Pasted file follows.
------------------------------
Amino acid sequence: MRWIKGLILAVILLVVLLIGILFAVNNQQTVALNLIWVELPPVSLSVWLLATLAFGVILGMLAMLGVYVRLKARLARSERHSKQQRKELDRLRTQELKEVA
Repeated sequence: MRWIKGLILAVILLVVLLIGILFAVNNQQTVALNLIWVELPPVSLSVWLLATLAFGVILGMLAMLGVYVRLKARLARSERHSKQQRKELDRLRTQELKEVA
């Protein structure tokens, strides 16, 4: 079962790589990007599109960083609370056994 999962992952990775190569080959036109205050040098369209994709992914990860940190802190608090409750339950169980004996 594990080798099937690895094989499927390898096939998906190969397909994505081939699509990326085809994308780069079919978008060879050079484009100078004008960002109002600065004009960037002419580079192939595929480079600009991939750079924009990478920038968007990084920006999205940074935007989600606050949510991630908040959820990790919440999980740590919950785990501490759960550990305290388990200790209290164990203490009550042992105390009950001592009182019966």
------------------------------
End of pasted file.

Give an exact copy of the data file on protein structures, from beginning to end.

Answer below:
Amino acid sequence: MRWIKGLILAVILLVVLLIGILFAVNNQQTVALNLIWVELPPVSLSVWLLATLAFGVILGMLAMLGVYVRLKARLARSERHSKQQRKELDRLRTQELKEVA
Repeated sequence: MRWIKGLILAVILLVVLLIGILFAVNNQQTVALNLIWVELPPVSLSVWLLATLAFGVILGMLAMLGVYVRLKARLARSERHSKQQRKELDRLRTQELKEVA
């Protein structure tokens, strides 16, 4: 079962790589990007599109960083609370056994 999962992952990775190569080959036109205050040098369209994709992914990860940190802190608090409750339950169980004996 594990080798099937690895094989499927390898096939998906190969397909994505081939699509990326085809994308780069079919978008060879050079484009100078004008960002109002600065004009960037002419580079192939595929480079600009991939750079924009990478920038968007990084920006999205940074935007989600606050949510991630908040959820990790919440999980740590919950785990501490759960550990305290388990200790209290164990203490009550042992105390009950001592009182019966």